The present project is a continuation of a research project on "smart" windows started during the previous JOULE-1 Programme (JOUE-CT90-0045). It seeks to show the feasibility of controllable light transmission through a window glazing. This new concept consists in a solid state variable transmission device based on the phenomenon of electrochromism. The device would be electrically activated and capable of controlling the visible as well as the near infrared parts of the solar spectrum.
Medium to large scale variable transmission windows (100-900 cm'#y) will be manufactured and tested.
The success of a cost-effective variable transmission electrochromic device will greatly depend on the possibilities of manufacturing a solid state thin film device with a life-time in excess of 40000 cycles and light modulation of 50% . This specification imposes great demands on such an electrochemical system and requires the development of highly stable thin films, capable of inserting ions (e.g. Lithium) to levels of 10-15 atomic percent. Additionally, a solid state (polymer) electrolyte is required with a formulation such as to give stable ion conduction over a wide range of temperatures (-20C to 85C) without undergoing electrochemical decomposition and gas evolution.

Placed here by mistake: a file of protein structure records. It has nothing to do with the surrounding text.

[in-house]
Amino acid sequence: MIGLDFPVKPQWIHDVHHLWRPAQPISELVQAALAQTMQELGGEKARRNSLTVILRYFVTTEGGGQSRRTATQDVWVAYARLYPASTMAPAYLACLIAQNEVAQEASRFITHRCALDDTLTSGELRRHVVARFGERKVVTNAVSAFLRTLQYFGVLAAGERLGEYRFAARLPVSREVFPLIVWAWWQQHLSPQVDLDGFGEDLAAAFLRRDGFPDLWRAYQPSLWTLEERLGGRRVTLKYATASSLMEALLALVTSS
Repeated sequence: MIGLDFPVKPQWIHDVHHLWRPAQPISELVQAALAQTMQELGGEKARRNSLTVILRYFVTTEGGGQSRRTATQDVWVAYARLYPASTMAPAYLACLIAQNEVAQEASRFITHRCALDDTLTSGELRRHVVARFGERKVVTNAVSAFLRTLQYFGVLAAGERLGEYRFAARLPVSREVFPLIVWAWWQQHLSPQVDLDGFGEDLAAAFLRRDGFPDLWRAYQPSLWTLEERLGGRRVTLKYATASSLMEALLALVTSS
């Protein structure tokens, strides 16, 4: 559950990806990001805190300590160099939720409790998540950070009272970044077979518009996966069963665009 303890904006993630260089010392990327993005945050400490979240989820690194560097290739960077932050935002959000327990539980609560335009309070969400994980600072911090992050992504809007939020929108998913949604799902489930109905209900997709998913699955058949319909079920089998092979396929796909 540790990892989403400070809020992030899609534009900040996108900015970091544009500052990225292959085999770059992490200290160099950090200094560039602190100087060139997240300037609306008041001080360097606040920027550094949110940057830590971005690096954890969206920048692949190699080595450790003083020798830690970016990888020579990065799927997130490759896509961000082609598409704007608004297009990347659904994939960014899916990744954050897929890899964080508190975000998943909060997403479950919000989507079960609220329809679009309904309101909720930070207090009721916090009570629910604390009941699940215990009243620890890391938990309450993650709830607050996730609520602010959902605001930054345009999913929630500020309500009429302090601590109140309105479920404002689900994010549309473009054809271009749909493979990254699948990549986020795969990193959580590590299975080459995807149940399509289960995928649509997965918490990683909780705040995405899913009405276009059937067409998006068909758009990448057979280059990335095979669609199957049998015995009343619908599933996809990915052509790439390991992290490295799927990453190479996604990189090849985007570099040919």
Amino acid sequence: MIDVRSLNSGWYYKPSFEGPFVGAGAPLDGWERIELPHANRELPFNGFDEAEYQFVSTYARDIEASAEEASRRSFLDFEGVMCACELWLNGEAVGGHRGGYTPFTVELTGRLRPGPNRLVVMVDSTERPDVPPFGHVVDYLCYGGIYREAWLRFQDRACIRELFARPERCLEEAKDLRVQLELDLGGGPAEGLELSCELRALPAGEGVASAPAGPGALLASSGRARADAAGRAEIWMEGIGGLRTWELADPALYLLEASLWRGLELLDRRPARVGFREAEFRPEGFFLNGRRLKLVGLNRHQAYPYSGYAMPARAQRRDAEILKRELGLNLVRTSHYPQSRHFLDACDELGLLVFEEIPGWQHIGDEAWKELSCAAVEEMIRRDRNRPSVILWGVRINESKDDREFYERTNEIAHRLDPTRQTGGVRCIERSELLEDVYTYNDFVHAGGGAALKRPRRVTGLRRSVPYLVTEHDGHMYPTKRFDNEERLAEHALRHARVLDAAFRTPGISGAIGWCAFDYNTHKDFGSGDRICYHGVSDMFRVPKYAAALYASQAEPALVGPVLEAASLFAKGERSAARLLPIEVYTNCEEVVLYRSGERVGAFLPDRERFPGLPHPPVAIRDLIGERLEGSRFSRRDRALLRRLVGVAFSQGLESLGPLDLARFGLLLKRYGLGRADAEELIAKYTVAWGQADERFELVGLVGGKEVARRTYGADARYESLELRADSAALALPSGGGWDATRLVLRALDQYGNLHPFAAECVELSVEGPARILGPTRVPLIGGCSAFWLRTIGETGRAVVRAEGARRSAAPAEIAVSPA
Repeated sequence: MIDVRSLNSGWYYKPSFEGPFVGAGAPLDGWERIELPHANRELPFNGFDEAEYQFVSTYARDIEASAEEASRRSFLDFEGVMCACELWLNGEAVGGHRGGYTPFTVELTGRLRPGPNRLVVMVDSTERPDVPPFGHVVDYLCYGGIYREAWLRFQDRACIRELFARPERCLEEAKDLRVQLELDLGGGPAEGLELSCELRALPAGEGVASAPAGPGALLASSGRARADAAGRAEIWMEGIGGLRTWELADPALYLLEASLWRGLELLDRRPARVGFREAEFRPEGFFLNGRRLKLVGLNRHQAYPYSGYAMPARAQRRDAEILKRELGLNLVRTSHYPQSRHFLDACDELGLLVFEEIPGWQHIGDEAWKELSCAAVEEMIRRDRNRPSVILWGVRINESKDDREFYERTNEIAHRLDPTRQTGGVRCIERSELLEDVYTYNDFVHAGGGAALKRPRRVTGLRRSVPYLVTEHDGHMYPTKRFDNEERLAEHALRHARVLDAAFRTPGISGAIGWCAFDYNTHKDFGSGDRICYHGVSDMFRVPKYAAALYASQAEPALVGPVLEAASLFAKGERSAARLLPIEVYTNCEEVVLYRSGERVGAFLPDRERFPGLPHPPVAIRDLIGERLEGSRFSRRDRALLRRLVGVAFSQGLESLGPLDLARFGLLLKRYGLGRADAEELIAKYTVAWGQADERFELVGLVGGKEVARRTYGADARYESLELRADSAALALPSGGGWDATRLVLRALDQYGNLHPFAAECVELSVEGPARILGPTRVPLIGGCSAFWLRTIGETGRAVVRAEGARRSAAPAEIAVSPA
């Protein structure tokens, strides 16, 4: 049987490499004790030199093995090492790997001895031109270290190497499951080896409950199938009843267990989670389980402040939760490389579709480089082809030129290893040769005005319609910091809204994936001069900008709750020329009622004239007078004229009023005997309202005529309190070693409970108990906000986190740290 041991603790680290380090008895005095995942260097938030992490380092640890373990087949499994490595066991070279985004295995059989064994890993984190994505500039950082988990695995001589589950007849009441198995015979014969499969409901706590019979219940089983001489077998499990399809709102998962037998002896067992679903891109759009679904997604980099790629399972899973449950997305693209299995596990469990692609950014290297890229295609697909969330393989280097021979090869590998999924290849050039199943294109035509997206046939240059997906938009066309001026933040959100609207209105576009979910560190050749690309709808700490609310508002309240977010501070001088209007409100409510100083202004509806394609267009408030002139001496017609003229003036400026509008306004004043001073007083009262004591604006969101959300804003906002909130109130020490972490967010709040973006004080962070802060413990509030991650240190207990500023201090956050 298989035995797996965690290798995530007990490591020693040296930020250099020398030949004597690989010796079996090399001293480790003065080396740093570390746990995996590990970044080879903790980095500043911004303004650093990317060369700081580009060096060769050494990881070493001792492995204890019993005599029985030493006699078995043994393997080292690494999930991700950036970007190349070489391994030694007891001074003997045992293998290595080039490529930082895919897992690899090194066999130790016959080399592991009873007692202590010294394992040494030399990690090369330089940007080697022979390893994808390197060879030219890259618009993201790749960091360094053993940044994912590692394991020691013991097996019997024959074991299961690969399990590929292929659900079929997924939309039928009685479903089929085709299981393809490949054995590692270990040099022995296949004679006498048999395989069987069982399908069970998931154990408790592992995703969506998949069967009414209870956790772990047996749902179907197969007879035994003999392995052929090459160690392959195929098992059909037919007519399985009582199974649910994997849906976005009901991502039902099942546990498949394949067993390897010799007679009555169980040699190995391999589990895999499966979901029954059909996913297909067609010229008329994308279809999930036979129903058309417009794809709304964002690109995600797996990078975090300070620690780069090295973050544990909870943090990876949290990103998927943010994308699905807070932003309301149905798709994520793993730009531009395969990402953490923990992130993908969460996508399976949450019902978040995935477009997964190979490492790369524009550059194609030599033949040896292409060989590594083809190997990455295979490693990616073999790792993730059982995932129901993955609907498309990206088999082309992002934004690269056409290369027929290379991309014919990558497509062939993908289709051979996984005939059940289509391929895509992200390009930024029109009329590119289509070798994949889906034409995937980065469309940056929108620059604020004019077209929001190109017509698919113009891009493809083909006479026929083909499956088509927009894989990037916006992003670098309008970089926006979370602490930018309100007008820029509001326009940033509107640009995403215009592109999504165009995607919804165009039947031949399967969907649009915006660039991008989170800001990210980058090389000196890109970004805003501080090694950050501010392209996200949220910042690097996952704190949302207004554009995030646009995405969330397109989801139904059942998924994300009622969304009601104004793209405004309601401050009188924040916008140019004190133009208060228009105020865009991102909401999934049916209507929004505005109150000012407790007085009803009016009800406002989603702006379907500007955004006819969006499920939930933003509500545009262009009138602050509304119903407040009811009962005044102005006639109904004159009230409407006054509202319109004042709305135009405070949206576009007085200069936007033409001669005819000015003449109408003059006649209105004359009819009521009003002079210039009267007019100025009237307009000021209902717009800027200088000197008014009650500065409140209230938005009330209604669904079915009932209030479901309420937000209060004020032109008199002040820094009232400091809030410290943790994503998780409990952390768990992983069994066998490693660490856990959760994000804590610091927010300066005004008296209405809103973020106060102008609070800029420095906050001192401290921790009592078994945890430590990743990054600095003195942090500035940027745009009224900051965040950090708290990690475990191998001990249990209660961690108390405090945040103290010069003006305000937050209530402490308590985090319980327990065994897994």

The present research team has been engaged in this field for the previous three years and has shown that a five layer device
(Glass-TCO-EC-PE-CE-TCO-Glass, with TCO (transparent conductive oxide)=ITO, EC(electrochromic layer)=WO3, PE=Polymer Electrolyte and CE
(counter-electrode)=NIOx,TiOx) can be constructed showing good cycling stability (20000-30000 cycles) with light modulation of 40%.
This new stage (phase II) will continue the improvement of coating performance by fine tuning deposition parameters and optimizing device manufacturing (Pilkington). The formulation of the polymer will be changed to take into consideration the operating requirements of such devices and our improved understanding of device operation, the role of this layer and its interaction with the other elements of the device. Particular attention will be paid to the mechanical and electrochemical stability as well as its performance in the presence of small amounts of moisture. New materials, in particular for the electrochromic part, will be investigated. Intercalation mechanisms and driving procedures for electrochemical stability will form a key part of the programme. Finally optical and thermal performance will be assessed by developping suitable models taking into account the dynamic behaviour of the electrical and optical properties of the complete devices as well as that of each component.
Funding SchemeCSC - Cost-sharing contracts
5260 Odense S
OX3 0BP Oxford - Headington
SO17 1BJ Southampton